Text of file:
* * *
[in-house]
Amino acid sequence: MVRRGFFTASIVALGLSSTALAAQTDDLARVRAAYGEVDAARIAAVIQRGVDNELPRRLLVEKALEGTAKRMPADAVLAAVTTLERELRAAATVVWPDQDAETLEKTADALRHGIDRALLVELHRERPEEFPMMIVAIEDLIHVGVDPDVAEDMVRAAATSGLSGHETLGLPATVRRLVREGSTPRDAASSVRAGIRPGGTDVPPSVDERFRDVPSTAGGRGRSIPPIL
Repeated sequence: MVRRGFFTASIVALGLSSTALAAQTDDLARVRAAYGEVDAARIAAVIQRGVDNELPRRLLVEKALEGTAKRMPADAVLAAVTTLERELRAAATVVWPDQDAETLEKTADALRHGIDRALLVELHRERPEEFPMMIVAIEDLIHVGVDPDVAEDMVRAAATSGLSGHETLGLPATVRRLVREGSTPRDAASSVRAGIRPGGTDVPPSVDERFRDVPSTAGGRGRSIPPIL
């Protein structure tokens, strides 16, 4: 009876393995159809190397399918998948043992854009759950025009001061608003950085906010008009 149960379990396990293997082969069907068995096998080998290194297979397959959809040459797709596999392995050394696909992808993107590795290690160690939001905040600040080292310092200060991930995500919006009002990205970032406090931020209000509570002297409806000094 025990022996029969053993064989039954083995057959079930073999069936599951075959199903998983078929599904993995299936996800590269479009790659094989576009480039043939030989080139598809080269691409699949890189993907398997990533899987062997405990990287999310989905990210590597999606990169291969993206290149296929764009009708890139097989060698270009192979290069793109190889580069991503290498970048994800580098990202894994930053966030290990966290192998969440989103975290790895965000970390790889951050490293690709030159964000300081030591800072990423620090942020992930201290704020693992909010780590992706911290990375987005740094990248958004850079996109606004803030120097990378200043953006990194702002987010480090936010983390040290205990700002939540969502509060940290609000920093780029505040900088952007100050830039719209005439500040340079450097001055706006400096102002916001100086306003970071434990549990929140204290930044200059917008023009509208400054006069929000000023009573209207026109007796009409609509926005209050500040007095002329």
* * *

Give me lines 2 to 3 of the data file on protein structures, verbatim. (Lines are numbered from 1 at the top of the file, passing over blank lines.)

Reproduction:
Amino acid sequence: MVRRGFFTASIVALGLSSTALAAQTDDLARVRAAYGEVDAARIAAVIQRGVDNELPRRLLVEKALEGTAKRMPADAVLAAVTTLERELRAAATVVWPDQDAETLEKTADALRHGIDRALLVELHRERPEEFPMMIVAIEDLIHVGVDPDVAEDMVRAAATSGLSGHETLGLPATVRRLVREGSTPRDAASSVRAGIRPGGTDVPPSVDERFRDVPSTAGGRGRSIPPIL
Repeated sequence: MVRRGFFTASIVALGLSSTALAAQTDDLARVRAAYGEVDAARIAAVIQRGVDNELPRRLLVEKALEGTAKRMPADAVLAAVTTLERELRAAATVVWPDQDAETLEKTADALRHGIDRALLVELHRERPEEFPMMIVAIEDLIHVGVDPDVAEDMVRAAATSGLSGHETLGLPATVRRLVREGSTPRDAASSVRAGIRPGGTDVPPSVDERFRDVPSTAGGRGRSIPPIL